For the audience, can you explain what the 10th Amendment is? Not one of those better known amendments, we always talk about the First Amendment or the Fourth Amendment. But the 10th Amendment is probably one of the most important amendments that we have in our system of government. Just for the listeners out there, what is that in sort of layman’s terms?

    Heather Trela 14:48

    The 10th Amendment is really the crux of most federalism issues. Basically what the 10th Amendment says, is that all powers not specifically granted to Congress or the federal government are reserved to the states.

    Jim Malatras 15:03

    So incredible power for states.

    Heather Trela 15:05

    Yes, the states have used that a lot to justify what they call their police powers, regulating public health, and other sort of things, which, especially medical marijuana, could easily fall underneath.

    Jim Malatras 15:15

    Changing gears a little bit, at the Rockefeller Institute, we’re looking at the opioid crisis, which is front and center on a lot of people’s minds right now. Analysis has shown that every state has been affected and impacted by the opioid crisis where deaths continue to rise and New York and other states aren’t any exception to that. Part of the conversation has turned into using medical assisted treatment, including in some levels marijuana to help fight the opioid crisis like heroin overdoses and use and fentanyl and other deadly synthetic drugs. You’ve touched on some of this in some of your recent research. What does the evidence or research say about marijuana’s effect on opioid abuse or misuse?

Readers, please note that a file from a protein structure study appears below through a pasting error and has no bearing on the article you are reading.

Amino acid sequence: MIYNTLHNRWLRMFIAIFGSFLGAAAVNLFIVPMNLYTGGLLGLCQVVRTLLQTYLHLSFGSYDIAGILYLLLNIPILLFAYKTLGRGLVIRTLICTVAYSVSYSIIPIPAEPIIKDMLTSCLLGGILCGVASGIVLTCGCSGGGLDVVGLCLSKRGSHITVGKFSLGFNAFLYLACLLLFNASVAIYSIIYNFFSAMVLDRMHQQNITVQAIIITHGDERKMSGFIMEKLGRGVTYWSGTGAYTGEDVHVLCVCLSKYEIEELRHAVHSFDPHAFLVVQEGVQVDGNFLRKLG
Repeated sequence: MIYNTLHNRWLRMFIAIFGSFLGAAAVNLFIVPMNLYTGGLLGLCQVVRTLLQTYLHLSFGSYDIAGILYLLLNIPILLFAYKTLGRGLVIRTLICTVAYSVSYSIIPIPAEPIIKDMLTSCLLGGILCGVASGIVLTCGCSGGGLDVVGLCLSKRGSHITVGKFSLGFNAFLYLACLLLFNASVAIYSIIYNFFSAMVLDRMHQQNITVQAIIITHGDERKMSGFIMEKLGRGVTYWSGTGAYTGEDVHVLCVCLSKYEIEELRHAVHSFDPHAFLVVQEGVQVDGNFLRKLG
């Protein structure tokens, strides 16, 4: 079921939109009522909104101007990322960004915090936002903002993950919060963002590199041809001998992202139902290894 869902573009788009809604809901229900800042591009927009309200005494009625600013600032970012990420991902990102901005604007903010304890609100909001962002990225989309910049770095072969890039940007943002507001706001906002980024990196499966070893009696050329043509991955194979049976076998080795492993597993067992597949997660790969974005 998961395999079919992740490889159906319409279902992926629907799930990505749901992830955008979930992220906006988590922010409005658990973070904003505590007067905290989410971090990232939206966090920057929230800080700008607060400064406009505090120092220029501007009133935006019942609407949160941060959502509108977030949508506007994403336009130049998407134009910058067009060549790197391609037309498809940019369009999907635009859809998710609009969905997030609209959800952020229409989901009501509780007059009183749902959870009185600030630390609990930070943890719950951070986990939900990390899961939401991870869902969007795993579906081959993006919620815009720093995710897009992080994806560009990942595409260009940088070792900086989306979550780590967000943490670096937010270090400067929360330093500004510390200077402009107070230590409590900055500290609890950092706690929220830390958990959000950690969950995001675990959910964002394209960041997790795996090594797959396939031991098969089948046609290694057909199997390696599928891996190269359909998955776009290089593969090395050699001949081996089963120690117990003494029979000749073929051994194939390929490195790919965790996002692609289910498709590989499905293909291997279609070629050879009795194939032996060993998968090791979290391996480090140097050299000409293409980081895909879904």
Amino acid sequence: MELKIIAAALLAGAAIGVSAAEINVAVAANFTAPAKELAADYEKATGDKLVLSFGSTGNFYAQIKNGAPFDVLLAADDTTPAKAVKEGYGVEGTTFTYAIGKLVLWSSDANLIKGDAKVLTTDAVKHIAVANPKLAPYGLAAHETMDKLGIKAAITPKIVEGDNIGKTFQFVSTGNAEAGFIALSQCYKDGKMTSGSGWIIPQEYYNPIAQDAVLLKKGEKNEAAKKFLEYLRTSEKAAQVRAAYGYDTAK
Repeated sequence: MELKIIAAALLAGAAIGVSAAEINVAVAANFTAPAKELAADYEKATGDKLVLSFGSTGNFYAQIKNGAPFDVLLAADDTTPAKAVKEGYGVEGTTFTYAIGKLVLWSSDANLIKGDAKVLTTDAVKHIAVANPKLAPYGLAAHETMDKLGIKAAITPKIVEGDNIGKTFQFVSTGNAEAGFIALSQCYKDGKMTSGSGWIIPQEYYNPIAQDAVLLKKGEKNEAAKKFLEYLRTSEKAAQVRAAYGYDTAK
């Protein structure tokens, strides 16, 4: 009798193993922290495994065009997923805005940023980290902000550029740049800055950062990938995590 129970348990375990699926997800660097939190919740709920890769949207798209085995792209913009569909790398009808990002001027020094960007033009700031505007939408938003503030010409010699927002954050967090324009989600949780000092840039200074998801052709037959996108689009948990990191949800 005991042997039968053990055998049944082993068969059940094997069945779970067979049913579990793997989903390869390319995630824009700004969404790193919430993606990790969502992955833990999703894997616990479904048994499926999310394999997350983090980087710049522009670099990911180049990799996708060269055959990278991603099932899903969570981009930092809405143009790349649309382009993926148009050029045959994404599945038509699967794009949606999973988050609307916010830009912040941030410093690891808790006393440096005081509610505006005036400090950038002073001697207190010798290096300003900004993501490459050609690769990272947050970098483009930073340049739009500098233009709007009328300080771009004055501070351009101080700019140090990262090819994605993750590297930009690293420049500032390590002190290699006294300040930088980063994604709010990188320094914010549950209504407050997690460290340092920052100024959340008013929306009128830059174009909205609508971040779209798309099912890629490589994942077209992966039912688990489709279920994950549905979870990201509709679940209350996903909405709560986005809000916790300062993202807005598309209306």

Heather Trela 16:01

    It’s interesting. There’s actually a two-pronged way that marijuana could impact the opioid crisis. The first is marijuana, medical marijuana, generally, but recreational as well, could be used as a replacement for opioids in dealing with pain management. We are starting to see some studies of that earlier this year. There were some studies by the University of Georgia and the University of Kentucky that looked at prescription rates for opioids in states where there was access to medical marijuana. Both found there was a decrease once marijuana was introduced. The second way that marijuana can be used to combat the opioid epidemic is as a treatment for opioid-use disorder. Several states have now changed their law, including New York, to allow opioid-use disorder as a qualifier for receiving medical marijuana. It’s been found to have some promise in dealing with the effects of weaning a person off of opioid dependency. The issue, I guess, that we need to discuss as part of this is that these stays are very limited because of the prohibition of marijuana. Federally, there’s not a lot of studies that can be done on marijuana.

    Jim Malatras 17:13

    What is that prohibition for our listeners?

    Heather Trela 17:15

    Because Schedule 1 drugs are seen to be having no medical redeeming value, they are not easily available for studies, especially for studies sponsored by the federal government, the FDA. It’s kind of a chicken and the egg scenario. You can’t prove that medical marijuana has a medical impact if you can’t study it, but you can’t study it because it was predetermined to not have any medical usefulness.